When it comes to awarding legal costs, the Tribunal has often been viewed as an island of leniency, especially when compared to the strict regime which governs High Court litigation. In the High Court, even successful parties can find themselves penalised in costs where their conduct is deemed to fall foul of procedural requirements, with litigants punished for shortcomings such as missing court deadlines, refusing to consider mediation, and running unmeritorious ancillary legal arguments.
In the recent case of Thomas Holdings Limited v HMRC the Tribunal showed a refreshing willingness to put down a marker when it comes down to unreasonable conduct in tax litigation.
The case concerned a request for repayment of overpaid VAT following the ECJ decision in Linneweber (C-453/02). HMRC accepted that there was an overpayment, but sought to defend the claim on the basis that the claim had been made by the wrong company, because the VAT in question had not been overpaid by the appellant itself, but by associated companies.
The correct position was communicated to HMRC from the outset by the taxpayer and HMRC were specifically referred to the case of Thorn PLC v Customs and Excise Commissioners (1997) (VAT Decision 15283) . HMRC however had simply not engaged with the argument based on the Thorn case. This was the first criticism levelled at HMRC – that they were unreasonable to have even defended the appeal.
The second, and perhaps more serious criticism, related to HMRC’s conduct in the proceedings. HMRC neglected to serve it’s Skeleton Argument as directed by the Tribunal (or at all), applied for the hearing to be re-listed just 10 days before it was due to commence, and in that application HMRC improperly mentioned a ‘without prejudice’ settlement offer that had been made by the taxpayer. The application was refused and on the Friday before the Monday when the hearing was due to commence, HMRC conceded the whole claim. The taxpayer then sought to submit a joint application to vacate the hearing, which HMRC did not respond to, thus leaving the taxpayer with little choice but to turn up on the Monday and incur yet further legal costs.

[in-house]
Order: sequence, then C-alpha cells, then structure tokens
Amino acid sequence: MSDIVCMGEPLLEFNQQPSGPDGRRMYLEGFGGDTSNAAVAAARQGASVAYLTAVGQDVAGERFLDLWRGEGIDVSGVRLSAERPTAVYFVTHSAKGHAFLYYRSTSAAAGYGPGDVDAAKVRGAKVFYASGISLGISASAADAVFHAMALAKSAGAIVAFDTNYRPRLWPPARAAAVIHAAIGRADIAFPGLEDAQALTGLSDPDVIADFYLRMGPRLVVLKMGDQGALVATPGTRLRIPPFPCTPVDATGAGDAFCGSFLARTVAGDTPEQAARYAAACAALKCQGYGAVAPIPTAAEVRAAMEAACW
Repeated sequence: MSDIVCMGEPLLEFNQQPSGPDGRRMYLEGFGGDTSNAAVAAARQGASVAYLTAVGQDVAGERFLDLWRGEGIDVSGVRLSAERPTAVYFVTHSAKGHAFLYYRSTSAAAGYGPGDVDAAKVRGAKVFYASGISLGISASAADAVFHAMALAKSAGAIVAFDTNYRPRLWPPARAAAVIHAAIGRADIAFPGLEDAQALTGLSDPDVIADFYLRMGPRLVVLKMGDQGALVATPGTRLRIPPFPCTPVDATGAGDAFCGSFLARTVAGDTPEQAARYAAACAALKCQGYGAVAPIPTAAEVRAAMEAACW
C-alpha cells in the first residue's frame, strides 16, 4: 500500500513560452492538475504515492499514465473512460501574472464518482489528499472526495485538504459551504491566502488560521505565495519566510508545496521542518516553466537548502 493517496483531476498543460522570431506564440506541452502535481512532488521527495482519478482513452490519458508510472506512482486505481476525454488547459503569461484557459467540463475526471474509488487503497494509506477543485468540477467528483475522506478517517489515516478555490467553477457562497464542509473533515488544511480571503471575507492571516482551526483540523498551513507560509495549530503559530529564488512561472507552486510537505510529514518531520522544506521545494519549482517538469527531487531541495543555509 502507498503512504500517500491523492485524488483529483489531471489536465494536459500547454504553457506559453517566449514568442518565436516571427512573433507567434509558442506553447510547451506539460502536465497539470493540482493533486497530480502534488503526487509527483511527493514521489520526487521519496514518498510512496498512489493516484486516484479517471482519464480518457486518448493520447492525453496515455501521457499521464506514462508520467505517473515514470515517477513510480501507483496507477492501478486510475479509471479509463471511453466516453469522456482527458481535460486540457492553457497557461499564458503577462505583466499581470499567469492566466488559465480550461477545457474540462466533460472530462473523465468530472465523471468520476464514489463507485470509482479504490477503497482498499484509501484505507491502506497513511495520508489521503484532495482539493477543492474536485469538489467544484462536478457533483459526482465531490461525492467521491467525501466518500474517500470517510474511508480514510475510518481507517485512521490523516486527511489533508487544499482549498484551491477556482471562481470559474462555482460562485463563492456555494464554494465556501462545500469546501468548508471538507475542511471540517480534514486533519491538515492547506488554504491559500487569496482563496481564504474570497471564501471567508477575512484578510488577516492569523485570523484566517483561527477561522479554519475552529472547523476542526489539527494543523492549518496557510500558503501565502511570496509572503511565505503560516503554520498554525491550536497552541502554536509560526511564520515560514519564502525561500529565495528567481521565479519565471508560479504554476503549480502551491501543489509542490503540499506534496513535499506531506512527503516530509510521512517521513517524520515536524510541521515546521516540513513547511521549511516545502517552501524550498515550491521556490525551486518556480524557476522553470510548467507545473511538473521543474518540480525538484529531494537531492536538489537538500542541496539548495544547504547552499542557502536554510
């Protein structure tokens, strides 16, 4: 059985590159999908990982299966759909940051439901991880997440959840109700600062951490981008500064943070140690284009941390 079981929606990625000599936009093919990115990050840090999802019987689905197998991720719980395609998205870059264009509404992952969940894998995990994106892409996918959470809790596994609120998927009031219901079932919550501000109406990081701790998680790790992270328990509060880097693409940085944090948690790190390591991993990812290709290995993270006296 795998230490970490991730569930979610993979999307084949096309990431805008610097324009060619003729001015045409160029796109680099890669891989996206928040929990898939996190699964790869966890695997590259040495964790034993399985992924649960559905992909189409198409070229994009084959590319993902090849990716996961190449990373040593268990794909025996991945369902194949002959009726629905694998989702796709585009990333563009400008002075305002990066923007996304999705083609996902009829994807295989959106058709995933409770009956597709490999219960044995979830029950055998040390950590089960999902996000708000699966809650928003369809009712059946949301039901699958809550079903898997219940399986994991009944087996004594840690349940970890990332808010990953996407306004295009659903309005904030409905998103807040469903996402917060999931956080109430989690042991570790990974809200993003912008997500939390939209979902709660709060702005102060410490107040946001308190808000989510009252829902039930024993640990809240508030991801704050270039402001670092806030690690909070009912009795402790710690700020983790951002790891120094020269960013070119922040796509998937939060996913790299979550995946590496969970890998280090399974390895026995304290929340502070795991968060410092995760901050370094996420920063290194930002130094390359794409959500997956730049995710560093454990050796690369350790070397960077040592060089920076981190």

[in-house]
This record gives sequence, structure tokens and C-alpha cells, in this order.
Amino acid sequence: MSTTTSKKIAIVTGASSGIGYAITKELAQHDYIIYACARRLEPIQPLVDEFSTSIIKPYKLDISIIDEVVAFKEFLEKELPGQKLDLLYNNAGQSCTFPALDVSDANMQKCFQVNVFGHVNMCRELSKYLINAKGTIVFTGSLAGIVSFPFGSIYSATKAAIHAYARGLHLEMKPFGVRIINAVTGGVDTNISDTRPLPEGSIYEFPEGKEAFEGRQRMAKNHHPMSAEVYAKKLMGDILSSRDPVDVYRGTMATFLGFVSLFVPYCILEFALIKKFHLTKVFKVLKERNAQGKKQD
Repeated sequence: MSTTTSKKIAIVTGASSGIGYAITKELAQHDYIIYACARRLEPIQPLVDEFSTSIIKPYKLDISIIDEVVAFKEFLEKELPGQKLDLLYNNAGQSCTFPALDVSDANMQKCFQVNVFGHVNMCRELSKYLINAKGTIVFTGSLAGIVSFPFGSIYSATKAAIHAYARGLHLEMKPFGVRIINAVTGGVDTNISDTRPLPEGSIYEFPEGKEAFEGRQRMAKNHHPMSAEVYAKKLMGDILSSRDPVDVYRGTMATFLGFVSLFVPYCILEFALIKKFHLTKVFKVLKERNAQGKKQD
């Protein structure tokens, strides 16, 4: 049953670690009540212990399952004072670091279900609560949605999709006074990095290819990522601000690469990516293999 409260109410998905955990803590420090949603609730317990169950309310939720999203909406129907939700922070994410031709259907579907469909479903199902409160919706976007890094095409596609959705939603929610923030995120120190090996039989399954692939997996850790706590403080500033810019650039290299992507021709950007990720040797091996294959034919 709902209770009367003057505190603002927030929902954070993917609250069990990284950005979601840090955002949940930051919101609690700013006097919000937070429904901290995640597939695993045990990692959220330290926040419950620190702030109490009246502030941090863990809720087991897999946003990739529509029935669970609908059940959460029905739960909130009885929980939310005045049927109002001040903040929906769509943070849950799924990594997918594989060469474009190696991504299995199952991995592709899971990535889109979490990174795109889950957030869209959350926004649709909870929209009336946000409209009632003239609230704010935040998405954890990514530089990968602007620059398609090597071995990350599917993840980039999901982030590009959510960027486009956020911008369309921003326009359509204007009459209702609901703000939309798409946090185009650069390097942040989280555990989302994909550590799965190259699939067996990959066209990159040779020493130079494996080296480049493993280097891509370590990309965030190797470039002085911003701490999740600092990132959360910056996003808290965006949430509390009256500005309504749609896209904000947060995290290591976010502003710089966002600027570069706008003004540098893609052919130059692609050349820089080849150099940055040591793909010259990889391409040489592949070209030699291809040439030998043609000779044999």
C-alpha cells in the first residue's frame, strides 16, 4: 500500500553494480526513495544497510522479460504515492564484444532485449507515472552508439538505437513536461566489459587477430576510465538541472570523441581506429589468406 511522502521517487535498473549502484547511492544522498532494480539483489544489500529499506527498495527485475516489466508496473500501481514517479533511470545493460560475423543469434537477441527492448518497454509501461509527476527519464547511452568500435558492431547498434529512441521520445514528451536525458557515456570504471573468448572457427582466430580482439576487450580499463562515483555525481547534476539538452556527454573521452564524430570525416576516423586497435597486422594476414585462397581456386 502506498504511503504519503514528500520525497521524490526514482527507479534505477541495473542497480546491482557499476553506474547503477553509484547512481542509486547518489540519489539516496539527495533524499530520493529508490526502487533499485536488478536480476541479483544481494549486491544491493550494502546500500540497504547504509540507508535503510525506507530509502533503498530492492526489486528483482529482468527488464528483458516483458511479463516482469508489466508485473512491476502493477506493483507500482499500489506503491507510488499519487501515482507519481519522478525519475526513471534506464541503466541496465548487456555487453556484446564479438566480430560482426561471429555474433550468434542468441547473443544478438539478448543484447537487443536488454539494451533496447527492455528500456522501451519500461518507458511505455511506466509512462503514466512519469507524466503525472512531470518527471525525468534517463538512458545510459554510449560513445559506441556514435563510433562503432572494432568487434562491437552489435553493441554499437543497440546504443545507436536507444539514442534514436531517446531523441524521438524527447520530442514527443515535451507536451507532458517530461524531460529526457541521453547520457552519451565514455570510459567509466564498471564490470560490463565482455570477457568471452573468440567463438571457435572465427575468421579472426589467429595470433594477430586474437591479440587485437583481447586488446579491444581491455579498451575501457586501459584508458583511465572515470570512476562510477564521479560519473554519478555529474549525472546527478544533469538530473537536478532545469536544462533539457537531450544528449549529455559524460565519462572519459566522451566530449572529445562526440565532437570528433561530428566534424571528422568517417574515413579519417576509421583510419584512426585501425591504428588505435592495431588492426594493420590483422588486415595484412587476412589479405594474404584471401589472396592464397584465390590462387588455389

The statutory threshold for obtaining costs
The case had been allocated to the standard rather than complex category, which meant that costs were available to a party pursuant to Rule 10(1)(b) of the First-tier Tribunal (Tax Chamber) Regulations, which states that:
10. (1) The Tribunal may only make an order in respect of costs . . .
(a) . . .
(b) if the Tribunal considers that a party or their representative has acted unreasonably in bringing, defending or conducting the proceedings,”
The Tribunal accepted that the defence and conduct of the proceedings by HMRC was unreasonable. However, they did not consider that HMRC’s conduct was wholly unreasonable. Accordingly, an award of costs on an indemnity basis was not appropriate. The Tribunal also noted that failures by HMRC to comply with the relevant case management directions amounted to serious deficiencies in HMRC’s conduct of the proceedings.
It is somewhat disappointing that the Tribunal did not give a clearer indication of when indemnity costs would be appropriate, and when conduct crosses the line from unreasonable to wholly unreasonable. Instead the Tribunal simply said that it was “not persuaded that HMRC’s conduct had been such as to justify an order for indemnity costs; without setting out detailed comment on cases where such costs have been awarded, we consider that the test for such costs is stringent and requires elements of conduct which were not present in relation to THL’s appeal“.
This case is a salutary reminder to HMRC of the need to comply with case management directions and to conduct litigation in a reasonable manner which does not generate unnecessary costs for the taxpayer!